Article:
# Introduction

CONTROL + F or COMMAND + F

How often do you use above keyboard shortcut? In fact, for most of us, searching a string or substring in a pile of strings/document is involuntarily action with the above key combination. This post will deal with the subject of the substring search. We will quickly define the problem statement and move to our algorithm explanation. We will finally move to the implementation.

# Problem Statement

We will assume text (where we have to search) is an array of  n characters. Let’s denote the text by T[1..n]. String to be searched is called pattern and is represented by an array P[1..m] where m ≤ n.

We need to find indexes in given text T where the given pattern P occurs.

Following picture will explain it better: Figure 1: Here, the blue coloured characters in the text matched with the pattern. The program should return 3, i.e. the index of a in text.

# Brute Force Approach

## Introduction

The Brute Force algorithm compares the pattern to the text  taking one character at a time.

For example, let’s suppose we need to find  “abba” in “abcabaabcabac”.

Pattern has “a”; Text has “a”. Now try to match second character of pattern to second character of the text.

Pattern has “b”; Text has “b”. Very well, now let us try to match third character of pattern with third character of the text.

Pattern has “b”; Text has “c”. Ah, failed.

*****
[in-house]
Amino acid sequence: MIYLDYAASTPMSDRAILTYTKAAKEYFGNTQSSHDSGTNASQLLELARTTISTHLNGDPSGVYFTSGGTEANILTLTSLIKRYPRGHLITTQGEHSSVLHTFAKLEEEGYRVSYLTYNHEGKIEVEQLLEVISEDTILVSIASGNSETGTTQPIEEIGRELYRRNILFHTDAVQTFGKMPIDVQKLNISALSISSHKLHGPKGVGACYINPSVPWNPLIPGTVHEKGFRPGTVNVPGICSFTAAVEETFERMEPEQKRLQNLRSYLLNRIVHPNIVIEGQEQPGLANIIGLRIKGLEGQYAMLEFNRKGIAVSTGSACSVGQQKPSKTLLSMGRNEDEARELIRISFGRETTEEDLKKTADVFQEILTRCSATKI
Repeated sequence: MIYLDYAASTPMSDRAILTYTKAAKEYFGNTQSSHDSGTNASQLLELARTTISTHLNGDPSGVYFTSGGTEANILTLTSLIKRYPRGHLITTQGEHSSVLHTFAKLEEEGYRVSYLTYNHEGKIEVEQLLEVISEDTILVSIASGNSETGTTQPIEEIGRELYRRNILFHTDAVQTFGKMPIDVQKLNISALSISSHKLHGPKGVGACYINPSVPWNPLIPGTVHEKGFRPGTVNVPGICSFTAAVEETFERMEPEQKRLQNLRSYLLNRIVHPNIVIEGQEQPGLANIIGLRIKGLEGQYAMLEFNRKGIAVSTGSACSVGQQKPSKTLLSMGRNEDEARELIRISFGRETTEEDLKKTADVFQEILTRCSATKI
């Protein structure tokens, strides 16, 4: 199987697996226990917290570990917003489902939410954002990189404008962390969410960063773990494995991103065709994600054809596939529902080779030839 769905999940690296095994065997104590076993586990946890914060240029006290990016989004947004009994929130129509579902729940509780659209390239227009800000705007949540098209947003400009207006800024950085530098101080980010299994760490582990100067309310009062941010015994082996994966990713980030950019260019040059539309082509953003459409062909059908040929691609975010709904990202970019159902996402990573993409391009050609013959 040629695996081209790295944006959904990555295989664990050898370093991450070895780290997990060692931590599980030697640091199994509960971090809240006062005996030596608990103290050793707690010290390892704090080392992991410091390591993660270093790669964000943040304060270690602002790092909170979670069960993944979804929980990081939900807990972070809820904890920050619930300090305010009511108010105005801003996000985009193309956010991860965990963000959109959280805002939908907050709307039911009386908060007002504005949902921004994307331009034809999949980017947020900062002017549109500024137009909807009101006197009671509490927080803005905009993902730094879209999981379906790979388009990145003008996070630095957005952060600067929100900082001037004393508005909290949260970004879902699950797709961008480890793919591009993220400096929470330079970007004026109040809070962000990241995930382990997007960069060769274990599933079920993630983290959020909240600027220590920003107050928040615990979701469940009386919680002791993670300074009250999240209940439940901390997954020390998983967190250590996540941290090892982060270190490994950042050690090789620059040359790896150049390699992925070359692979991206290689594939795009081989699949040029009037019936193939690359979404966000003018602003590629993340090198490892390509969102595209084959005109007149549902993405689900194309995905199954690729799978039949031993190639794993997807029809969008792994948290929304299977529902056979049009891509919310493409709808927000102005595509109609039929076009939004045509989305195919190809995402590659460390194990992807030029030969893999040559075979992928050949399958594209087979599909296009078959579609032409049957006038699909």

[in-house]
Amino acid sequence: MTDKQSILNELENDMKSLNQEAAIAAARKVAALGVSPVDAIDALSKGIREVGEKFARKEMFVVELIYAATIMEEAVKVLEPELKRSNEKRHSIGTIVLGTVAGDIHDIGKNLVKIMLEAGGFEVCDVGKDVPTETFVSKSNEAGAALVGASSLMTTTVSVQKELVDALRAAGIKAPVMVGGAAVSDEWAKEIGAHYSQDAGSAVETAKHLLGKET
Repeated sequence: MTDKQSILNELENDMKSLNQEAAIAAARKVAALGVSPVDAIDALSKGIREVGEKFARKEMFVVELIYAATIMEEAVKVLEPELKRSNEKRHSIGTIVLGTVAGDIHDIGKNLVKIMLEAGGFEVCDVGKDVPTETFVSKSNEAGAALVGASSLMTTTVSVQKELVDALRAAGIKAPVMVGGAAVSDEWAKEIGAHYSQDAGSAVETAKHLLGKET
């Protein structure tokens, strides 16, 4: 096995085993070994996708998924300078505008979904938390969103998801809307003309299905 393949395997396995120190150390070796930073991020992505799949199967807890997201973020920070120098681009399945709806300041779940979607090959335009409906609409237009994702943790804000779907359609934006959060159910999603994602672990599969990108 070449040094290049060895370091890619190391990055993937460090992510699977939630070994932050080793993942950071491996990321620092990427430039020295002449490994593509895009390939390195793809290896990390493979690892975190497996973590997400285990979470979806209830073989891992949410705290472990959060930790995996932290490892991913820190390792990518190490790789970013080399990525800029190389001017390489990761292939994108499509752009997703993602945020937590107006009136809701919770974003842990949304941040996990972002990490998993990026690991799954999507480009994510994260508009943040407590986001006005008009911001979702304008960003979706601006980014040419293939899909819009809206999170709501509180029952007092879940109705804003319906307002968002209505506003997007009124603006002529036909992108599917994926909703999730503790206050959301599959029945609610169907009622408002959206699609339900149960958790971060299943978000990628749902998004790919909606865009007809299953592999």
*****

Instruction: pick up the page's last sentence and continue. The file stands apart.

Let’s try to see the same thing with graphics.   Pattern has “a”; Text has “b”. This is a no go at the very first character of the. Pattern has “a”; Text has “c”. This is a no go at the very first character of the pattern. Similarly, we will go on matching until our characters in text are exhausted or we find a match.

## Implementation

 import java.util.ArrayList; import java.util.List; public class StringMatchBruteForce { public static void main (String args []){ System.out.println("========String matcher Brute Force Approach==========="); String text = "abcabbabbaabac"; String pattern = "abba"; long initialTime = System.nanoTime(); List matchedIndexes = bruteForceStringMatcher(text, pattern); long finalTime = System.nanoTime(); for(Integer matchedIndex : matchedIndexes){ System.out.println("Pattern found at "+matchedIndex); } if(matchedIndexes.size() == 0) System.out.println("Pattern not found"); System.out.println("Time taken for matching "+(finalTime – initialTime)); } public static List bruteForceStringMatcher(String text, String pattern){ char[] textArray = text.toCharArray(); char[] patternArray = pattern.toCharArray(); int textLength = textArray.length; int patternLength = patternArray.length; List matchedIndexes = new ArrayList<>(); int textIndex = 0; for(textIndex = 0; textIndex < textLength; textIndex++){ int textIndexLocal = textIndex; Boolean match = true; int matchedIndex = textIndex; for(int patternIndex = 0; patternIndex < patternLength; patternIndex++){ if(textArray[textIndexLocal] != patternArray[patternIndex]) { match = false; break; } textIndexLocal = textIndexLocal + 1; } if(match) matchedIndexes.add(matchedIndex); } return matchedIndexes; } }

The output for this is as follow:

```========String matcher Brute Force Approach===========
Pattern found at 3
Pattern found at 6
Time taken for matching 243434```

# Time Complexity

In worst case, for any text of length n and pattern m, we are going to do m comparisons for each character of text, that will mean O(n*m)

We will be discussing a faster Rabin-Karp Algorithm for substring search in next post.

Corman

Rabin Karp

KMP

Rabin Fingerprint

PPT for Rabin Karp